Create a ...
There is no simple and fast solution. Your DTM is indeed incorrect, but only where there are no points. Consequently this problem that is a known issue was considered not big problem.
grid_terrain() has a parameter is_concave = FALSE. If your turns it to TRUE it computes a concave hull and interpolates only in the hull. Sadly it is slow to compute and will ...
After taking @PolyGo's suggestion, I contacted QSpatial regarding if a parish boundary dataset exists for Queensland (Australia) - this was the response:
"Parish names and boundaries are actually historical information.
Parish mapping and the parish information in the DCDB has not been maintained for many years. Unfortunately as the parish boundaries are ...
You should be able to get this from the Queensland Spatial Catalogue (QSpatial).
The Cadastral (DCDB) datasets, at least for each Local Government Area (LGA), have a field for PARISH, which can be used to dissolve them out.
The only catch is that there will be gaps in the dissolved parishes that represent the roads.
I think that it is quite likely that ...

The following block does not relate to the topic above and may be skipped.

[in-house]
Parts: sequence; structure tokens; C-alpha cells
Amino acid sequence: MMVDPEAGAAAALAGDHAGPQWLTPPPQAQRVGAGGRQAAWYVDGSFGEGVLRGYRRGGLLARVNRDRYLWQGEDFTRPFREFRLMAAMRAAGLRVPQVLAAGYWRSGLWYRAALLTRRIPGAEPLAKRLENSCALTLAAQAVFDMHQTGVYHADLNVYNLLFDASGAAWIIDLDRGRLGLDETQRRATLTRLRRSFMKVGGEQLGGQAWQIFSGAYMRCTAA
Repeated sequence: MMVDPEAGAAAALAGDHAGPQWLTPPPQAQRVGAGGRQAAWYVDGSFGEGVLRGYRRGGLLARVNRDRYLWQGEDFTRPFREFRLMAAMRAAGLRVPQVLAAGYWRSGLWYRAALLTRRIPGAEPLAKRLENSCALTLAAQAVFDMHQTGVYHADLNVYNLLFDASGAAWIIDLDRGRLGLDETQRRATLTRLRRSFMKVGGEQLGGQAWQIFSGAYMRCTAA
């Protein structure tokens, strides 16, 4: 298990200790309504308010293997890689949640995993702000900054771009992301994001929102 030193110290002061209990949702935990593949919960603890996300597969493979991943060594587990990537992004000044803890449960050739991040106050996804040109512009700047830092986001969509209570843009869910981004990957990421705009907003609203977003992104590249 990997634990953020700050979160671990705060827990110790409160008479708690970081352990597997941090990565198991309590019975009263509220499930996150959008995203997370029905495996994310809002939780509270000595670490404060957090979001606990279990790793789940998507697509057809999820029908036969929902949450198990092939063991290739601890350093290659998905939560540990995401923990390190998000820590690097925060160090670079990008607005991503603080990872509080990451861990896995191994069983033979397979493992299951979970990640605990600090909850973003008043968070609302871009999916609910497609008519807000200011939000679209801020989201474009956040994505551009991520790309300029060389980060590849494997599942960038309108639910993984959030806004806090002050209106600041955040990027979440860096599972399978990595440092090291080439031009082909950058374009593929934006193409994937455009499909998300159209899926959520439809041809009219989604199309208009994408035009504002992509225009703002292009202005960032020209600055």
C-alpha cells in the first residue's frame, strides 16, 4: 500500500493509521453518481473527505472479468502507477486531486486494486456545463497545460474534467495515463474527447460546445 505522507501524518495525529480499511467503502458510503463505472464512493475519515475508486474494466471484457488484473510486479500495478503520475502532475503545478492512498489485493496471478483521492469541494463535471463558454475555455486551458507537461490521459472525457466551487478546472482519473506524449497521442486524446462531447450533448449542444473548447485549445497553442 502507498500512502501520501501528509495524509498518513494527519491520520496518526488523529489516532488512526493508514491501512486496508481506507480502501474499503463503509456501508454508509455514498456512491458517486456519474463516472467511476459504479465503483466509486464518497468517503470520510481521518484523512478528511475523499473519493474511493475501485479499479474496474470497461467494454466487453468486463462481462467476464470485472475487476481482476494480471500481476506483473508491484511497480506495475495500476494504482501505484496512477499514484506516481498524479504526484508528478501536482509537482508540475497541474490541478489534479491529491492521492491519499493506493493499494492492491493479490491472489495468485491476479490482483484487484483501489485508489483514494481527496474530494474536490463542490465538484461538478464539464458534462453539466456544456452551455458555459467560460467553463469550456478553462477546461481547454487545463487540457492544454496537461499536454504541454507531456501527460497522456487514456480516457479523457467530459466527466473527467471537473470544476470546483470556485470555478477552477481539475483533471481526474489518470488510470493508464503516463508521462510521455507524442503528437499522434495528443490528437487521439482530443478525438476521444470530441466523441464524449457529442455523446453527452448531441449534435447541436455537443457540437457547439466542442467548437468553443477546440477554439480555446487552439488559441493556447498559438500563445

Since a raster is always a matrix of individual pixels, there's no way to get rid of the zig-zag along the edges, when you clip on an angle. However, if you can increase the resolution of the raster (interpolation to a higher resolution) then the gaps will be small enough that it should not be a problem.
Use a negative buffer to offset the boundaries of the polygons. This will create a slight gap between each polygon allowing for the outline boundary not to overlap. Experiment with the negative number until you are satisfied. Set the Input, Output and (minus) Linear Unit, the rest of the fields can be left as default.The attribute values will remain in-tact ...
By the geography advanced FAQ http://postgis.net/docs/using_postgis_dbmanagement.html#idm1391 what you experience is intentional
What is the longest arc you can process?
We use great circle arcs as the "interpolation line" between two
points. That means any two points are actually joined up two ways,
depending on which direction you travel ...
Turns out this information is readily available, but it is buried a little bit in the census's website. If this link is followed: https://www.census.gov/rdo/data/113th_congressional_and_2012_state_legislative_district_plans.html the data can be found. It is easy to miss, but can be found under the heading '113th Congress and 2012 State Legislative Block ...
ST_Relate can do that; you can specifically define the spatial relation you want by using the DE-9IM.A query would look like this:
ON ST_Intersects(a.geom, b.geom)
WHERE ST_Relate(a.geom, b.geom, 'TT*FT*FF*')
I made the matrix out of my head...you might need to alter it accordingly. Check out this blog.